Rubio suspends campaign, warns of 'politics of resentment'

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Florida Sen. Marco Rubio suspended his campaign for the Republican nomination Tuesday night after a convincing loss to Donald Trump in Rubio's home state primary.

Rubio made the announcement to disappointed supporters at a rally in Miami, ending a campaign that began with great promise and had attracted support from several Republican lawmakers. But he badly trailed in the delegate count, having won just three contests so far.

“It is clear that while we are on the right side this year, we will not be on the winning side,” Rubio said in remarks that emphasized his personal faith.

Rubio declined to endorse another Republican candidate in his concession speech as he lamented what he described as the “politics of resentment", which he said would "not just leave us a fractured [Republican] party, they are going to leave us a fractured nation.

"They are going to leave us as a nation where people literally hate each other because they have different political opinions."

At one point, Rubio's speech was interrupted by a heckler. Rubio shrugged off the disruption, saying the man would "not get beat up" at his rally, a swipe at the recent disturbances at some of Trump's rallies.

"America’s in the middle of a real political storm, a real tsunami," Rubio said, "and we should have seen this coming.” He criticized the political establishment that he claimed "has looked down at conservatives as simple-minded people ... as simply bomb-throwers.

"The political establishment that for far too long has taken the votes of conservatives for granted and a political establishment that has grown to confuse cronyism for capitalism."

“While this may not have been the year for a hopeful and optimistic message about our future, I still remain hopeful and optimistic about America,” Rubio added.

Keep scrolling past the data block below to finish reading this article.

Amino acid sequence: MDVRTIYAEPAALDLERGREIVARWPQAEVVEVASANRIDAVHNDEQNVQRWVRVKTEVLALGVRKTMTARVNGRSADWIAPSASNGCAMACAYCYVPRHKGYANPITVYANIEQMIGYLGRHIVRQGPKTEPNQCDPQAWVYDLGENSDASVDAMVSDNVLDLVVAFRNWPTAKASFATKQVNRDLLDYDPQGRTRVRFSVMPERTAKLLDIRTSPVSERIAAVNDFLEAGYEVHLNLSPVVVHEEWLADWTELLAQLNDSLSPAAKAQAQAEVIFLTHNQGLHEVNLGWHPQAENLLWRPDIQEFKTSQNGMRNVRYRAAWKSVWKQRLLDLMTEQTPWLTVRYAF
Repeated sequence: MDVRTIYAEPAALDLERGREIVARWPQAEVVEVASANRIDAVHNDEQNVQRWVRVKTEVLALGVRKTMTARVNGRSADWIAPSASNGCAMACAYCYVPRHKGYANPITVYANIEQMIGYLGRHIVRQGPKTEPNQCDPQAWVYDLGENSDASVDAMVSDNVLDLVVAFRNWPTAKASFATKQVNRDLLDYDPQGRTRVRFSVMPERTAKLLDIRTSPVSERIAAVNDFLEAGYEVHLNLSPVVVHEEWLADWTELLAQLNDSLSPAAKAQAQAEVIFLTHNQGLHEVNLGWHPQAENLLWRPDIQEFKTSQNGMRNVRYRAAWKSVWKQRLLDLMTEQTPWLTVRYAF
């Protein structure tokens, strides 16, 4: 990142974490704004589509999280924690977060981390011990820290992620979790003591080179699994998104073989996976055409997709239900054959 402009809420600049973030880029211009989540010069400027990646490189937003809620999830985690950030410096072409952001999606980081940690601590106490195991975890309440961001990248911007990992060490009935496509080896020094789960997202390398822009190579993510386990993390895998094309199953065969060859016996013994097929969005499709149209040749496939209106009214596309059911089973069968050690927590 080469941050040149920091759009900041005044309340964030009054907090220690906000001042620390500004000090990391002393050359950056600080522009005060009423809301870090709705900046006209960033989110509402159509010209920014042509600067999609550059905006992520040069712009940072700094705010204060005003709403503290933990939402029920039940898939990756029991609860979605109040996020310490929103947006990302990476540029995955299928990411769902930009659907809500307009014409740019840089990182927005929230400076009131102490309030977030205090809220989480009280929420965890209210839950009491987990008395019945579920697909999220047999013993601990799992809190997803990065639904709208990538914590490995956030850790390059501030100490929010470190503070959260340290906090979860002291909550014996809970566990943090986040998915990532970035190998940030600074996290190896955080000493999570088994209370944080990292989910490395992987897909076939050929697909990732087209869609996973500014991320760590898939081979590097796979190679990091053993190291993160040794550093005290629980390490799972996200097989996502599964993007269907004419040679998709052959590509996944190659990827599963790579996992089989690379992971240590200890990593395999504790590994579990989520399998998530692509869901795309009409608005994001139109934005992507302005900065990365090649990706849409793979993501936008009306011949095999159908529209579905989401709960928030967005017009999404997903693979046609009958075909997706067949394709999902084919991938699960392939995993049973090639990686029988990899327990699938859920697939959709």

Rubio, 44, gained attention in national political circles after he was elected to the Senate in 2010, defeating then-Florida Gov. Charlie Crist in the Republican primary thanks to a wave of Tea Party support. He was marked as a 2016 contender early in the campaign cycle, with Time magazine dubbing him the "Republican Savior" on its cover in 2013.

When he announced his campaign last March, Rubio's toughest challenge appeared to be his one-time political mentor, former Florida Gov. Jeb Bush. But the rise of Trump in the polls over the summer reduced the Floridians' personal rivalry to a sideshow. Bush dropped out of the race after last month's South Carolina primary.

Rubio's campaign appeared to be on track after a strong third place finish in the Iowa caucus. But issues with repetition during a debate in New Hampshire helped doom him to a fifth-place finish in the primary and his campaign never completely recovered.

Despite his intense rivalry with Trump, Rubio only indirectly criticized him during much of the campaign. He pivoted to an all-out assault on the businessman's character and ethics after a dismal March 1 Super Tuesday performance when he clinched only one of the 11 contests.

In recent weeks, the attacks deviated from policy to personal. At one point, Rubio equated Trump's small hands with his manhood. Trump began regularly referring to the senator as "little Marco." But the strategy backfired with voters and donors and Rubio later said he regretted the attacks.

In a debate last week, Rubio pledged to support the eventual Republican nominee, even if it was Trump. However, he has shown signs of reconsidering that pledge in recent days.

The Associated Press contributed to this report.